Environmental Sociology is the study of the relationship between modern societies and the environment at a variety of scales, from households to global relations. It includes issues such as the public understanding of environmental issues, the environment and inequality, environmental social movements and social change, migration and the environment, and the analysis of environmental policy reform and adaptation. Environmental Sociology is different from environmental science, which is based in the natural sciences, and environmental studies, which includes courses from a wide range of disciplines, including engineering and the humanities. The department’s program in Environmental Sociology includes a solid introduction to sociology and sociological methods as well as foundation requirements in environmental science. The program prepares students for careers in government, the law, management, research and teaching, and the nonprofit sector.
ENVS 4101 Environmental and Sustainability Studies Seminar
SOC 1020 Social Issues (environment emphasis)
SOC 3311 Climate Change & Society
SOC 3312 Environment and Development
SOC 3313 Sociology of Health and Environmental Science
SOC 3314 Environment, Inequality, & Justice
SOC 3315 Human Ecology and Society
SOC 3317 Energy Transitions and Society
SOC 3318 Sociology of Green Jobs
SOC 3321 Population & Society
SOC 3604 American Social Movements
SOC 3605 Law and Social Movements
(1) Foundation Courses in Sociology
6 credit hours from the following two courses:
-SOC 1020 Contemporary Social Issues
-SOC 3001 Sociological Perspectives
(2) Foundation Courses in Environmental Sciences at least 6 credit hours
Students take two courses from a list of courses in Earth and Environmental Sciences. At least one course is related to climate science.
(3) Research Skills 6 credit hours
-SOC 2100 Statistics for Social Scientists (or other statistics course approved by the DUS of Environmental Sociology) followed by or concurrent with
-SOC 3002 Introduction to Social Research or HOD 2500 Systematic Inquiry for those with a double major in Human & Organizational Development
(4) Environmental Sociology Core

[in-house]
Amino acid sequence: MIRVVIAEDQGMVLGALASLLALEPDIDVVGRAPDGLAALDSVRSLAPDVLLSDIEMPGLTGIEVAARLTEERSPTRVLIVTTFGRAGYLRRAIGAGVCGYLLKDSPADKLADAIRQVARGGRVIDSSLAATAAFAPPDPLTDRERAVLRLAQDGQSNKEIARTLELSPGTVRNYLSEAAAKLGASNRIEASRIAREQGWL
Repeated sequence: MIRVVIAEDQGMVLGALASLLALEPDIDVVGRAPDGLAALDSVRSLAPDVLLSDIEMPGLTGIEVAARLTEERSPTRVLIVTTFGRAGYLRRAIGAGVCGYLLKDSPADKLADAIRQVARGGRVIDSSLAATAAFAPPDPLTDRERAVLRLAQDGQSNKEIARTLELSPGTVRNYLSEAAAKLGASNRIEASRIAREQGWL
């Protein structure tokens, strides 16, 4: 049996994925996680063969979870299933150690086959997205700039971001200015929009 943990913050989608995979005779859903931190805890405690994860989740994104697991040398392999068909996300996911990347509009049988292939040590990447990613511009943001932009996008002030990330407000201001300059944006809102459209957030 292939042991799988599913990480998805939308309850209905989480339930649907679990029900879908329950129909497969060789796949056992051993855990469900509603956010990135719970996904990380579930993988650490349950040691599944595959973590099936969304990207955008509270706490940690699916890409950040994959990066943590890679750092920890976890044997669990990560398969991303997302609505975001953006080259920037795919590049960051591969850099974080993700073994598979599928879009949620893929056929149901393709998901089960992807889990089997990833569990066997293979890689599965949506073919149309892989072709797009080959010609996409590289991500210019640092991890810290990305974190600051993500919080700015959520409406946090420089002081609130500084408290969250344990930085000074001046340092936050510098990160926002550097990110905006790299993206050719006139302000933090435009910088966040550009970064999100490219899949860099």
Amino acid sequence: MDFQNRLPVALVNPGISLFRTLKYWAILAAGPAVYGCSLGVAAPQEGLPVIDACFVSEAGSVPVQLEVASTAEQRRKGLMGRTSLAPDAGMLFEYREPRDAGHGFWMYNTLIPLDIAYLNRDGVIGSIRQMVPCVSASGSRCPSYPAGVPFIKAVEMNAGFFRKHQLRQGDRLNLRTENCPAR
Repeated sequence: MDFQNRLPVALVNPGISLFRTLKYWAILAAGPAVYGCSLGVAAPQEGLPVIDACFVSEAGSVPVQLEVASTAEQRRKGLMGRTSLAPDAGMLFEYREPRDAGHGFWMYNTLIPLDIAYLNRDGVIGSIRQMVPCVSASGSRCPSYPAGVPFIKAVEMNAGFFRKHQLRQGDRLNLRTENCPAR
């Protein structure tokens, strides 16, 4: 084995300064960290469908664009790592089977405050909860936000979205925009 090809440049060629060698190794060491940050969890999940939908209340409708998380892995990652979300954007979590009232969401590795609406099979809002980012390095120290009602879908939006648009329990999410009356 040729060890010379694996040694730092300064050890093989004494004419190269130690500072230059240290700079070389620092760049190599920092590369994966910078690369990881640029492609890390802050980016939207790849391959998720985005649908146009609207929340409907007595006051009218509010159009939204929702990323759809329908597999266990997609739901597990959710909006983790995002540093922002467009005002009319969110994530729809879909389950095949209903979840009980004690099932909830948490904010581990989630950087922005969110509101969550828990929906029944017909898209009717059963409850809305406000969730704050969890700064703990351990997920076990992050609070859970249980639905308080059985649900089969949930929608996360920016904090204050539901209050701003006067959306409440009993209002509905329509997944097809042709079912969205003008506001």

15 credit hours selected from a menu of courses. It can include the recently offered courses mentioned previously plus SOC 3851 Independent Research and Writing, SOC 3881 Internship Reading & Research, and SOC 3882 Internship.
The Honors Research Track offers superior majors in Environmental Sociology the opportunity to pursue intensive work through an independent research project. Students interested in pursuing the Honors Research Track in Environmental Sociology should view the catalog for requirements and contact the DUS of Sociology for more information.
Undergraduate research options are available through various mechanisms: research assistants on faculty research projects; participation in the capstone seminar ENVS 4101, which involves a research paper; the honors program thesis; and independent study courses with faculty. There are some large, interdisciplinary environmental research grants on the campus that offer some students team-based research opportunities. Some research is paid, and other research is available for course credit.
Sociology offers an internship program of 6 to 9 credit hours that allows students an opportunity to gain real world experience and to integrate the experience with a research project. The internships also involve a research paper for which the student also receives credit. Some of the study abroad opportunities, especially in New Zealand and Denmark, have specialized courses in environmental studies, but students are free to study abroad in a wide range of countries.
There is also an interdisciplinary Program in Environmental and Sustainability Studies that coordinates events, intern-ships, environmental classes across the campus, and an alumni network. Research across the campus is coordinated by the Vanderbilt Institute for Energy and Environment. Students are encouraged to look at the web sites of both programs.
Students with a major in Environmental Sociology can go into many fields. Some plan to work in the government or nonprofit area on environmental policy, some decide to practice environmental law, and some go into the private sector to work in green-energy companies and in the environmental management divisions of large companies. Many public health issues involve an environmental dimension. If you plan to work in the business or nonprofit sector, one option is to add the minor in Managerial Studies. If you prefer to enter the workforce directly upon graduation, you might develop additional technical skills such as courses in statistics, journalistic writing, or geographical information systems. Some students also develop a minor in the sciences, and it is possible to pursue a double major in a wide range of fields. The most popular double majors to date are in the sciences, such as environmental biology and earth and environmental sciences.
The Sociology Department has a cluster of faculty who work on environmental issues. Professors David Hess, Zdravka Tzankova, and Joe Bandy all specialize in environmental policy and environmental sociology. Professor Mariano Sana is a demographer who includes environmental issues in his courses. Professor Holly McCammon specializes in social movements and includes the environmental movement in her teaching. In addition, there are social scientists in other departments who offer courses that complement the study of environmental sociology.
David J. Hess
Director of Undergraduate Studies